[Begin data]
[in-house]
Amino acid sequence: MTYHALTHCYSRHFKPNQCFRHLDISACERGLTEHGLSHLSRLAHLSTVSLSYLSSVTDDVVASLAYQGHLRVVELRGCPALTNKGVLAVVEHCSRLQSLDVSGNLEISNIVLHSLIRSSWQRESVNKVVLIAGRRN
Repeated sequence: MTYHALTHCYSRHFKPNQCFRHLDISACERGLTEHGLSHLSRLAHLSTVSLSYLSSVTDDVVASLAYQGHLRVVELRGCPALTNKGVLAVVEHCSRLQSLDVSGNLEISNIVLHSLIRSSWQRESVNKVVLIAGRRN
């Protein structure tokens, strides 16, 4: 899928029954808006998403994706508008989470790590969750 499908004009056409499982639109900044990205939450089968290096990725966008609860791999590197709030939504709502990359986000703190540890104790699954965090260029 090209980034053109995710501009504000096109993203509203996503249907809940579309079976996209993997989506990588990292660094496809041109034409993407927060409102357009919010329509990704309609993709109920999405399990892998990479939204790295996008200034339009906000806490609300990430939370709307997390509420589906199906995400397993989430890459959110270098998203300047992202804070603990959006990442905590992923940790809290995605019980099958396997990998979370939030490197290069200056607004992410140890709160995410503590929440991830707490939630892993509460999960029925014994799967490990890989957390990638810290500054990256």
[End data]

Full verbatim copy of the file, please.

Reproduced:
[in-house]
Amino acid sequence: MTYHALTHCYSRHFKPNQCFRHLDISACERGLTEHGLSHLSRLAHLSTVSLSYLSSVTDDVVASLAYQGHLRVVELRGCPALTNKGVLAVVEHCSRLQSLDVSGNLEISNIVLHSLIRSSWQRESVNKVVLIAGRRN
Repeated sequence: MTYHALTHCYSRHFKPNQCFRHLDISACERGLTEHGLSHLSRLAHLSTVSLSYLSSVTDDVVASLAYQGHLRVVELRGCPALTNKGVLAVVEHCSRLQSLDVSGNLEISNIVLHSLIRSSWQRESVNKVVLIAGRRN
């Protein structure tokens, strides 16, 4: 899928029954808006998403994706508008989470790590969750 499908004009056409499982639109900044990205939450089968290096990725966008609860791999590197709030939504709502990359986000703190540890104790699954965090260029 090209980034053109995710501009504000096109993203509203996503249907809940579309079976996209993997989506990588990292660094496809041109034409993407927060409102357009919010329509990704309609993709109920999405399990892998990479939204790295996008200034339009906000806490609300990430939370709307997390509420589906199906995400397993989430890459959110270098998203300047992202804070603990959006990442905590992923940790809290995605019980099958396997990998979370939030490197290069200056607004992410140890709160995410503590929440991830707490939630892993509460999960029925014994799967490990890989957390990638810290500054990256």